A Japanese photographer renowned for his decades of artistic shots, including portraits of pop divas Bjork and Lady Gaga, is now using a calligraphy brush to express his thoughts on life and death.
Nobuyoshi Araki’s focus shifted from f-stops to brushstrokes after a simple request for help from an acquaintance in the Nishi-Ogikubo district of Tokyo’s Suginami Ward in February.
Araki, 74, is exhibiting 151 pieces of his calligraphy at 12 locations, varying from cafes to antique shops. All venues are located either to the north or south of Nishi-Ogikubo Station on the JR Chuo Line.
He started regularly visiting the area, commonly called “Nishiogi,” more than 10 years ago and became fond of the district after using a number of “house studios,” or private homes rented out as photo studios.
He often dined with his friends in Nishi-Ogikubo or just strolled through the streets after his photo shoots. He also bought items from antique shops there for use in his photographs and peeked into a variety of stores with his stylist.
“Nishi-Ogikubo is my favorite town,” Araki said.
Araki has been a professional photographer since the 1960s.
The idea for a calligraphy exhibition was conceived when Tokuju Inohana, the 65-year-old owner of antiques store Iseya Bijutsu in Nishi-Ogikubo, asked Araki to write the title for a poster advertising a flea market in February.
Inohana immediately fell in love with Araki’s brushstrokes and suggested that the photographer display his calligraphy. He provided Araki with an ample amount of “washi” paper.
“His calligraphy surpasses all,” Inohana said. “You can see who he truly is as an artist through his brushstrokes.”
Araki also seems to have been caught up in expressing himself through ink.
Although he has written the titles for his photographs in his exhibitions, he said: “I’ve never written so much. I wrote down everything I had in my mind, so these calligraphy pieces are essentially like my autobiographical novel.”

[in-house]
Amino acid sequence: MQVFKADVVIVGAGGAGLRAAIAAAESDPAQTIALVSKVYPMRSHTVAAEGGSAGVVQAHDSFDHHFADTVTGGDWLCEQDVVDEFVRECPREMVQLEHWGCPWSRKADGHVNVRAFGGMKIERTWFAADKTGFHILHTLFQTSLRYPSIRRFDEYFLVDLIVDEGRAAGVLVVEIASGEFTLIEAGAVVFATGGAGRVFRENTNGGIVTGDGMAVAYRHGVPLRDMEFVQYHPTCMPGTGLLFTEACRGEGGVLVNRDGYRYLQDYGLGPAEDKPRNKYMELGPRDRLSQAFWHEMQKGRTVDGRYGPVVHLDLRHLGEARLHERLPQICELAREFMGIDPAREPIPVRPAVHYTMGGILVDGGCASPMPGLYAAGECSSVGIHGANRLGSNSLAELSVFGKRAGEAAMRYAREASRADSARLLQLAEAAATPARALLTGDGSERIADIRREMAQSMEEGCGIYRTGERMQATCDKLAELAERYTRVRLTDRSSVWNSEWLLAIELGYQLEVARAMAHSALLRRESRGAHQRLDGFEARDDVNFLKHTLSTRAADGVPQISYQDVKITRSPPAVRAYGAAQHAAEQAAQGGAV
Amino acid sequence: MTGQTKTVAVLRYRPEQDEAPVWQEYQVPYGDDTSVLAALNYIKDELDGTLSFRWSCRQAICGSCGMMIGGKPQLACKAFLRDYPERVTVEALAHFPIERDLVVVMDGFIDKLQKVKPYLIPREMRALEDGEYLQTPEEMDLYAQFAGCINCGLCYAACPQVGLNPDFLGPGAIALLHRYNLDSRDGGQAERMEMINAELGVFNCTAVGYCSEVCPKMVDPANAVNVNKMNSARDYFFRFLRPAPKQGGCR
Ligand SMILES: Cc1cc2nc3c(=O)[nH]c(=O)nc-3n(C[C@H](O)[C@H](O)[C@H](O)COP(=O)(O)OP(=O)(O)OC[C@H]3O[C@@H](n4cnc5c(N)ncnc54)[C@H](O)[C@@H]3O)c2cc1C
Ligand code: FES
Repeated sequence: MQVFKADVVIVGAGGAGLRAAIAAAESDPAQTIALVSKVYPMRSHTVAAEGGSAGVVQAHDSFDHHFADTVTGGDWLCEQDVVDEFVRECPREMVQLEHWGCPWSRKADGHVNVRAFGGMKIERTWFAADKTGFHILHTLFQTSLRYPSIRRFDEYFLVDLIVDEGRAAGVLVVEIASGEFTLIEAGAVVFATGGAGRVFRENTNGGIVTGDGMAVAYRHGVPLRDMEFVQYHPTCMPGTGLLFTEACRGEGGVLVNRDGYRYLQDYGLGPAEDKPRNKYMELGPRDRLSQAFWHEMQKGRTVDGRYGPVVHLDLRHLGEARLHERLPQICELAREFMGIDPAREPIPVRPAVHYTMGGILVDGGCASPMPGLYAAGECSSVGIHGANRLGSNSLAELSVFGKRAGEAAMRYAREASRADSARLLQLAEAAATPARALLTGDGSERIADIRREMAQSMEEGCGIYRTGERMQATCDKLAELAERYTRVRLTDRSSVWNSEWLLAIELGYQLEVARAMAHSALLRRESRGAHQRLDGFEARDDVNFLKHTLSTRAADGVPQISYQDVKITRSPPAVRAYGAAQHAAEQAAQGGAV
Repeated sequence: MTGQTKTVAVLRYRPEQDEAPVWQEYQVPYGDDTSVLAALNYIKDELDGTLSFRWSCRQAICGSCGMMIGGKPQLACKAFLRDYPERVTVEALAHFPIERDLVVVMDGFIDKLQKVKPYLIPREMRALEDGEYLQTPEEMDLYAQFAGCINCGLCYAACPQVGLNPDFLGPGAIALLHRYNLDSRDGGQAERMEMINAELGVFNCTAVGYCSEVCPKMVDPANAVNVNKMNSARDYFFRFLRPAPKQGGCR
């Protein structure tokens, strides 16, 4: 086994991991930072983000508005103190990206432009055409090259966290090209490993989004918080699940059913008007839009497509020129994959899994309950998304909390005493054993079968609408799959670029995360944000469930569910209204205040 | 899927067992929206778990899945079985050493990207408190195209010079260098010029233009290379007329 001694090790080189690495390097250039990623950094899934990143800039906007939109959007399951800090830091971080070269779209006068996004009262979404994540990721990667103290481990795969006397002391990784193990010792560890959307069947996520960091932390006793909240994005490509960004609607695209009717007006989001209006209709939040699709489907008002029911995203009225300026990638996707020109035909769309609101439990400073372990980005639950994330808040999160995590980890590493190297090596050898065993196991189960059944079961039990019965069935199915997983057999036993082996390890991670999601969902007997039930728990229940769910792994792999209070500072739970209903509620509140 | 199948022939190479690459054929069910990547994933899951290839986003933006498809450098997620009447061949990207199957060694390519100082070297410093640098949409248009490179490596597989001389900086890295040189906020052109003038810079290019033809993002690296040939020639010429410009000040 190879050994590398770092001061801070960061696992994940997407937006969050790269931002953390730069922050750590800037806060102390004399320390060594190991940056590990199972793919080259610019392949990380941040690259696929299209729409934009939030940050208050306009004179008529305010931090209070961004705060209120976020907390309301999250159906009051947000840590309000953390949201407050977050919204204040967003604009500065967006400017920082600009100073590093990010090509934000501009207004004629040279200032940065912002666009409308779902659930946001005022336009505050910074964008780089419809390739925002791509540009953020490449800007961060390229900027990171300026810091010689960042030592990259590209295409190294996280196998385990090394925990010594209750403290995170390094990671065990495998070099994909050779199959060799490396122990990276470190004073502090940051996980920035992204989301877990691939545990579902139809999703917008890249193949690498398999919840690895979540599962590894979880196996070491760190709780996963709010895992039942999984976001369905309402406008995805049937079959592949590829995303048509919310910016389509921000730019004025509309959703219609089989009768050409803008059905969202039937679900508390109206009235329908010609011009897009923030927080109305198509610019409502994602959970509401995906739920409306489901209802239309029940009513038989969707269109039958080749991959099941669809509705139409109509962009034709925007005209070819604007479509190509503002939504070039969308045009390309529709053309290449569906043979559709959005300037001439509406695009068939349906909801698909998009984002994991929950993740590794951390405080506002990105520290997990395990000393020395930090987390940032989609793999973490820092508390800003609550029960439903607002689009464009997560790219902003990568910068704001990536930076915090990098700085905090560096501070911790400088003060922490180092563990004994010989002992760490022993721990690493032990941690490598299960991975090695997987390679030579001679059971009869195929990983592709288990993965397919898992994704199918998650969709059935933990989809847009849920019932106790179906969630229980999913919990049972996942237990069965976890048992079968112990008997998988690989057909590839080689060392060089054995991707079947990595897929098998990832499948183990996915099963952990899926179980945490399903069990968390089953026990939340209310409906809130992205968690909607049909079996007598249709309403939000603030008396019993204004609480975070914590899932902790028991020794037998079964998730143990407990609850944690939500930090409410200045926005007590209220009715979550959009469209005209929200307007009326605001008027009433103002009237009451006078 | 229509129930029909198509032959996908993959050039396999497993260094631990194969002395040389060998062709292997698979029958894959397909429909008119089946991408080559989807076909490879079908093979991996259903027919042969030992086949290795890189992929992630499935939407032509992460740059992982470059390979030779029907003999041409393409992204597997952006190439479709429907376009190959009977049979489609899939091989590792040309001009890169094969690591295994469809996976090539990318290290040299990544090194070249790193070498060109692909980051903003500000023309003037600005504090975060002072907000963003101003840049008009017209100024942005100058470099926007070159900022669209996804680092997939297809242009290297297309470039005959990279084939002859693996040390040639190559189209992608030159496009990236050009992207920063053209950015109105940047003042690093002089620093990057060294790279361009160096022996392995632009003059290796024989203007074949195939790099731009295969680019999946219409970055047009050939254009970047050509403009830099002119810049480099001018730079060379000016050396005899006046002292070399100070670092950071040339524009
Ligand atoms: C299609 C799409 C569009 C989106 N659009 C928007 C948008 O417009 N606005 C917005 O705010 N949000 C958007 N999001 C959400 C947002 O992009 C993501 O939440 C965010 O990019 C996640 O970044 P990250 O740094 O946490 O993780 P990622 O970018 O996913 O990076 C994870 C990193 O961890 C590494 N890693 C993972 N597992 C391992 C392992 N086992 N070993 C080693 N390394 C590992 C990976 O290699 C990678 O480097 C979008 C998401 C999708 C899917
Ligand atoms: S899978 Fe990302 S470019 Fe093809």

One of Araki’s favorite shops in the area is the toy store Baby Doll. Three of his calligraphy pieces are displayed there, including one that reads, “Nishiogi Shojo” (Nishiogi girl).
“I’ve been a regular customer here since 12 to 13 years ago,” he said.
The store is packed with a variety of dolls, including traditional "kokeshi" figurines and vintage celluloid dolls.
Hiromi Honjo, the 51-year-old owner of the store, said: “I remember when Mr. Araki asked me, ‘Got any that are about to die?’ It seems he prefers broken, imperfect beings than something whole and intact.”
Araki is also a frequent customer of antiques shop Toritori, where five of his calligraphy pieces are on display.
“He bought old kimono and ‘hagoita’ (paddles used in a traditional Japanese game similar to badminton) in our store, and they can be seen in some of his photographs,” said Tomoko Noguchi, the 56-year-old owner of Toritori.
Araki, who lost sight in his right eye in October 2013 because of a central retinal artery occlusion, expresses his thoughts on life and death in many of the calligraphy pieces.
Mokutate Rakuda, a shop specializing in antique glass and doors, is exhibiting 15 of Araki’s calligraphy works. One of them read, “Shitsumeian” (Loss of sight and darkness). Another one says, “1 2 3 Shi” (shi means both the number four and death in Japanese).
At the cafe restaurant Atelier Kanon, nine calligraphy works offer a glimpse of Araki’s affection for his late wife, Yoko, and cat, Chiro.
One piece says, “Shichigatsu Nanoka” (July 7), which was the couple’s wedding anniversary. Another says, “Himawari no Nukumori” (The warmth of the sunflowers), the words uttered by Yoko when she saw the flowers Araki brought her after she had fallen ill.
One piece simply says, “Oetsu” (Wailing).
“A male customer who saw these works was choking up with tears,” said Keiko Yamanaka, the 39-year-old owner of the cafe.
Araki’s calligraphy works will be exhibited until Nov. 9 and are available for purchase. Admission to all venues is free.